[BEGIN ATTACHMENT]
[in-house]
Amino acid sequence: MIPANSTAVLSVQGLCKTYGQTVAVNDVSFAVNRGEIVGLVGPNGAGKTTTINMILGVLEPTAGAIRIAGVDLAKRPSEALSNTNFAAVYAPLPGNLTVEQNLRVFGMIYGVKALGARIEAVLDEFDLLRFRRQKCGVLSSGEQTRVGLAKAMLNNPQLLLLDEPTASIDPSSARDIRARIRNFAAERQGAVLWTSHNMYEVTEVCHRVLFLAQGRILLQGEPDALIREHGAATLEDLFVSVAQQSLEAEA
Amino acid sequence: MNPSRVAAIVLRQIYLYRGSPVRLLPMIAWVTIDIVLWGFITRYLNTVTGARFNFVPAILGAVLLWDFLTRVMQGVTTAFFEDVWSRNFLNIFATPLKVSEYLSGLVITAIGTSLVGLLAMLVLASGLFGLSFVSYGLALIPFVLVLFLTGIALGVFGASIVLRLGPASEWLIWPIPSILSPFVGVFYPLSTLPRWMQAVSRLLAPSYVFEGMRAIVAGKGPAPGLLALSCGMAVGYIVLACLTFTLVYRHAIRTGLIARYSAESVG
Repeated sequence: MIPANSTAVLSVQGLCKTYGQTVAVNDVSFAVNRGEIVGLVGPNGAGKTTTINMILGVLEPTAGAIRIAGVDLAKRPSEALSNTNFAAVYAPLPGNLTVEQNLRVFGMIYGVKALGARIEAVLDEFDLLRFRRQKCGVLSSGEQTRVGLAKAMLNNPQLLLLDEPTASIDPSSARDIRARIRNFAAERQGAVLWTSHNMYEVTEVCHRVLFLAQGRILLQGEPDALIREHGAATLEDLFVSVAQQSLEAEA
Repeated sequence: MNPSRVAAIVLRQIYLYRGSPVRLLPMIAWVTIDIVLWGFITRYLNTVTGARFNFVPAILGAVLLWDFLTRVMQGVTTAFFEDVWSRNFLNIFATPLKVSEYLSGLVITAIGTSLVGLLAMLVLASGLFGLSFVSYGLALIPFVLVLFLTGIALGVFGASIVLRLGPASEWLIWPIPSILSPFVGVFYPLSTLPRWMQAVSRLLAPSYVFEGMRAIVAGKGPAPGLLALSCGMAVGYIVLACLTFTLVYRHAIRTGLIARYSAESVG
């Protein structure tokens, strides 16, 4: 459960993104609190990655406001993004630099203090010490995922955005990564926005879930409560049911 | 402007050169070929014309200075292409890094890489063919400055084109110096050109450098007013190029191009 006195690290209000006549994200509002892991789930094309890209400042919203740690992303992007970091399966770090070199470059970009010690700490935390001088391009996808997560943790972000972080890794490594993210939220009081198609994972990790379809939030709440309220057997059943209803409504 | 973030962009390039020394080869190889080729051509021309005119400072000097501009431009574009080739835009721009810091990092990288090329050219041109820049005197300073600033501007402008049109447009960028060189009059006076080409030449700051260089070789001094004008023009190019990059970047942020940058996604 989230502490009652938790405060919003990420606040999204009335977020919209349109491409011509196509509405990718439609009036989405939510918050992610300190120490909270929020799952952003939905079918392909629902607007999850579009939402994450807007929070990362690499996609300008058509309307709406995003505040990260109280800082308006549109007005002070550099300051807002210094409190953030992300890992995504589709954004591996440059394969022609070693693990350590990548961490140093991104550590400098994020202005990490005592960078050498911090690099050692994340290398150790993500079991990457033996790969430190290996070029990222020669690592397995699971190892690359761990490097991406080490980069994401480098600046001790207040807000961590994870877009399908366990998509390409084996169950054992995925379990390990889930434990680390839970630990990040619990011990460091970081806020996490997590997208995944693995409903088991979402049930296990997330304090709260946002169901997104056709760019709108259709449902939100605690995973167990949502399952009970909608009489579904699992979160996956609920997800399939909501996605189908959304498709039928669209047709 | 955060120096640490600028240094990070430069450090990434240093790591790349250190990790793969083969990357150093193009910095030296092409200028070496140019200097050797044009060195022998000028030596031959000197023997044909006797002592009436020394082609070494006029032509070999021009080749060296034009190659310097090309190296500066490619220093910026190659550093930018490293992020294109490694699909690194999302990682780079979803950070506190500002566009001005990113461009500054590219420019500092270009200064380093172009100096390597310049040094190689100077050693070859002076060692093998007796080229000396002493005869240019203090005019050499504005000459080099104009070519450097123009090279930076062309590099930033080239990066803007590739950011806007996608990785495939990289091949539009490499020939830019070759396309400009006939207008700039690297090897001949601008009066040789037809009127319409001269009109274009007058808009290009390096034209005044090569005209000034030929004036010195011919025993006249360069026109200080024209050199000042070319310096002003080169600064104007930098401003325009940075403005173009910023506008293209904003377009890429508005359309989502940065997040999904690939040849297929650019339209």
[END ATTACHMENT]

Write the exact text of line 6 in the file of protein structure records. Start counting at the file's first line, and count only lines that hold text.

């Protein structure tokens, strides 16, 4: 459960993104609190990655406001993004630099203090010490995922955005990564926005879930409560049911 | 402007050169070929014309200075292409890094890489063919400055084109110096050109450098007013190029191009 006195690290209000006549994200509002892991789930094309890209400042919203740690992303992007970091399966770090070199470059970009010690700490935390001088391009996808997560943790972000972080890794490594993210939220009081198609994972990790379809939030709440309220057997059943209803409504 | 973030962009390039020394080869190889080729051509021309005119400072000097501009431009574009080739835009721009810091990092990288090329050219041109820049005197300073600033501007402008049109447009960028060189009059006076080409030449700051260089070789001094004008023009190019990059970047942020940058996604 989230502490009652938790405060919003990420606040999204009335977020919209349109491409011509196509509405990718439609009036989405939510918050992610300190120490909270929020799952952003939905079918392909629902607007999850579009939402994450807007929070990362690499996609300008058509309307709406995003505040990260109280800082308006549109007005002070550099300051807002210094409190953030992300890992995504589709954004591996440059394969022609070693693990350590990548961490140093991104550590400098994020202005990490005592960078050498911090690099050692994340290398150790993500079991990457033996790969430190290996070029990222020669690592397995699971190892690359761990490097991406080490980069994401480098600046001790207040807000961590994870877009399908366990998509390409084996169950054992995925379990390990889930434990680390839970630990990040619990011990460091970081806020996490997590997208995944693995409903088991979402049930296990997330304090709260946002169901997104056709760019709108259709449902939100605690995973167990949502399952009970909608009489579904699992979160996956609920997800399939909501996605189908959304498709039928669209047709 | 955060120096640490600028240094990070430069450090990434240093790591790349250190990790793969083969990357150093193009910095030296092409200028070496140019200097050797044009060195022998000028030596031959000197023997044909006797002592009436020394082609070494006029032509070999021009080749060296034009190659310097090309190296500066490619220093910026190659550093930018490293992020294109490694699909690194999302990682780079979803950070506190500002566009001005990113461009500054590219420019500092270009200064380093172009100096390597310049040094190689100077050693070859002076060692093998007796080229000396002493005869240019203090005019050499504005000459080099104009070519450097123009090279930076062309590099930033080239990066803007590739950011806007996608990785495939990289091949539009490499020939830019070759396309400009006939207008700039690297090897001949601008009066040789037809009127319409001269009109274009007058808009290009390096034209005044090569005209000034030929004036010195011919025993006249360069026109200080024209050199000042070319310096002003080169600064104007930098401003325009940075403005173009910023506008293209904003377009890429508005359309989502940065997040999904690939040849297929650019339209």